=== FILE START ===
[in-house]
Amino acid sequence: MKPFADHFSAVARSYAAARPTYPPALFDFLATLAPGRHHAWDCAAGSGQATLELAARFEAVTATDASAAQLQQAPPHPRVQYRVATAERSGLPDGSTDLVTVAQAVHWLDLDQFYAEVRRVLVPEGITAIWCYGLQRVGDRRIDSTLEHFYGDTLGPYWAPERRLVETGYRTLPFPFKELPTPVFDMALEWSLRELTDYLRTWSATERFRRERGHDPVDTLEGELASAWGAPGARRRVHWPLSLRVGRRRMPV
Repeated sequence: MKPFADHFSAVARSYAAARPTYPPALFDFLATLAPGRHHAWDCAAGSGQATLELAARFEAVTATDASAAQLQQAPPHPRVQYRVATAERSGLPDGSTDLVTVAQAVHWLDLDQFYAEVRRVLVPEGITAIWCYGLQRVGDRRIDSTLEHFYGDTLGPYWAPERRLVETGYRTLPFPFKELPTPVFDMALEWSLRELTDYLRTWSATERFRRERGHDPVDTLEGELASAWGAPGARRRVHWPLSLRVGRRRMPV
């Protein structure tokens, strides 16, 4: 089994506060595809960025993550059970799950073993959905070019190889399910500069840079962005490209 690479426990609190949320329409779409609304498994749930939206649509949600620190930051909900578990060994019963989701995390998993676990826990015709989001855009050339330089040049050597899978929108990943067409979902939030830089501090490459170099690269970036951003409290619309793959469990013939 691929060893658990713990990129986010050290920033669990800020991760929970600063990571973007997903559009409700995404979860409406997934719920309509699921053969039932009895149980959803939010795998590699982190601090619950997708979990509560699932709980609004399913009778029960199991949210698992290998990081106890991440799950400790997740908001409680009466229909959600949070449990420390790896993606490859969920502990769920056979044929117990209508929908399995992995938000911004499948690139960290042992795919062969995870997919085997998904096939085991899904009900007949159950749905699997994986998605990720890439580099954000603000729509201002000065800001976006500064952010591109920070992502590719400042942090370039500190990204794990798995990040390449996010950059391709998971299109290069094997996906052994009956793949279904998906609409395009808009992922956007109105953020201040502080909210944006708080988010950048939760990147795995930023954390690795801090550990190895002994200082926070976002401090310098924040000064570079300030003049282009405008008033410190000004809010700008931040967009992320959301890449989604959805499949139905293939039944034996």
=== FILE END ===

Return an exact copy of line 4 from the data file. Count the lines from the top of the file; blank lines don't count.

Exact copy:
């Protein structure tokens, strides 16, 4: 089994506060595809960025993550059970799950073993959905070019190889399910500069840079962005490209 690479426990609190949320329409779409609304498994749930939206649509949600620190930051909900578990060994019963989701995390998993676990826990015709989001855009050339330089040049050597899978929108990943067409979902939030830089501090490459170099690269970036951003409290619309793959469990013939 691929060893658990713990990129986010050290920033669990800020991760929970600063990571973007997903559009409700995404979860409406997934719920309509699921053969039932009895149980959803939010795998590699982190601090619950997708979990509560699932709980609004399913009778029960199991949210698992290998990081106890991440799950400790997740908001409680009466229909959600949070449990420390790896993606490859969920502990769920056979044929117990209508929908399995992995938000911004499948690139960290042992795919062969995870997919085997998904096939085991899904009900007949159950749905699997994986998605990720890439580099954000603000729509201002000065800001976006500064952010591109920070992502590719400042942090370039500190990204794990798995990040390449996010950059391709998971299109290069094997996906052994009956793949279904998906609409395009808009992922956007109105953020201040502080909210944006708080988010950048939760990147795995930023954390690795801090550990190895002994200082926070976002401090310098924040000064570079300030003049282009405008008033410190000004809010700008931040967009992320959301890449989604959805499949139905293939039944034996």